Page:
Recent Canadian Negligence Decisions Relating to Prenatal Care: Implications for Physicians’ Screening Practices
This article summarizes several Canadian court decisions from 2015 onward stemming from wrongful birth and wrongful life litigation. Plaintiff success often turns on whether causation is established, on a balance of probabilities, between a physician’s breach of standard of care and the harm to the parents and/or the child later born. Physicians’ failure to offer or order screening or diagnostic tests has been a source of wrongful birth liability, as too can be failure to ensure patient understanding of results. Physicians should ensure that they recommend diagnostic testing when presented with concerning clinical indications in accordance with professional practice guidance. Given non-invasive prenatal screening’s (NIPS) advantages and the threat of wrongful birth liability for failure to discuss this procedure, it is likely to be propelled into an ever more prominent position as a first-choice offering for aneuploidy screening. Appropriately cautious physician behaviour involves discussing and offering NIPS, and also involves ensuring that results are understood. This can reduce physician liability, improve patient reproductive autonomy, and sometimes benefit patient health by preventing or lessening trauma that informed women may opt to mitigate when granted the opportunity.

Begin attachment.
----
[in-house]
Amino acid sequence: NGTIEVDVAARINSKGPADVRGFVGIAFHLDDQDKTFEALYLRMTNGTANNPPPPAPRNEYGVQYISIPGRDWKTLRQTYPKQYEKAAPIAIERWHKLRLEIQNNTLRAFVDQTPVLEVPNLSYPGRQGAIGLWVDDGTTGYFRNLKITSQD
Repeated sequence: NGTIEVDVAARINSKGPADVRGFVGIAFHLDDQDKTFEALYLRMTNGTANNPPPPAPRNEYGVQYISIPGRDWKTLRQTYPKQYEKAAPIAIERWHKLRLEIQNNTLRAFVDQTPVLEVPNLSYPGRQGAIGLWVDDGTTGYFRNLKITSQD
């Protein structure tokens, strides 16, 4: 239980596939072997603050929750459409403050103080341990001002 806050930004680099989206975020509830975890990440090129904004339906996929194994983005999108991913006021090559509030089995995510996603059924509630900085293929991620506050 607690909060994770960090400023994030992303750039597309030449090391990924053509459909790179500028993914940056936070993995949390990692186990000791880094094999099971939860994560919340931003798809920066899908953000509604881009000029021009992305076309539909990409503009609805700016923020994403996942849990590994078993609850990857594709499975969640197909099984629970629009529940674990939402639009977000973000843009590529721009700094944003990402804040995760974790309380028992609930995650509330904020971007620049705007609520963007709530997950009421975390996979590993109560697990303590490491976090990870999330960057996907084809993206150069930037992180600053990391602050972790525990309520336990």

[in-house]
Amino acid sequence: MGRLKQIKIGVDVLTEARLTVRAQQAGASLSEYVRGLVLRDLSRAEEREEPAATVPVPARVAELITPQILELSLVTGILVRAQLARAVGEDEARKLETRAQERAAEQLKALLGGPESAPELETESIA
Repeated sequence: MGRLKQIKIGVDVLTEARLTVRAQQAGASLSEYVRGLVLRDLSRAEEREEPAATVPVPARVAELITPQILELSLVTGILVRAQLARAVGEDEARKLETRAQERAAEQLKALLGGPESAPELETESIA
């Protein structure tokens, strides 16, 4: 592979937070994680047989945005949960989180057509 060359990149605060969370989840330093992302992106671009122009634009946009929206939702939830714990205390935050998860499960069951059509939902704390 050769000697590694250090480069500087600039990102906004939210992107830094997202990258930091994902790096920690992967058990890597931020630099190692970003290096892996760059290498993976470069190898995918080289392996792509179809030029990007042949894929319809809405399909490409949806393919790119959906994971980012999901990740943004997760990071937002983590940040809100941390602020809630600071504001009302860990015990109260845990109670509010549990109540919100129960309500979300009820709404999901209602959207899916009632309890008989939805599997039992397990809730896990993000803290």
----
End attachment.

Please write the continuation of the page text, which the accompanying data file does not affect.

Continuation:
Copyright (c) 2023 Blake Murdoch
This work is licensed under a Creative Commons Attribution 4.0 International License.
The Canadian Journal of Bioethics applies the Creative Commons Attribution 4.0 International License to all its publications. Authors therefore retain copyright of their publication, e.g., they can reuse their publication, link to it on their home page or institutional website, deposit a PDF in a public repository. However, the authors allow anyone to download, reuse, reprint, modify, distribute, and/or copy their publication, so long as the original authors and source are cited.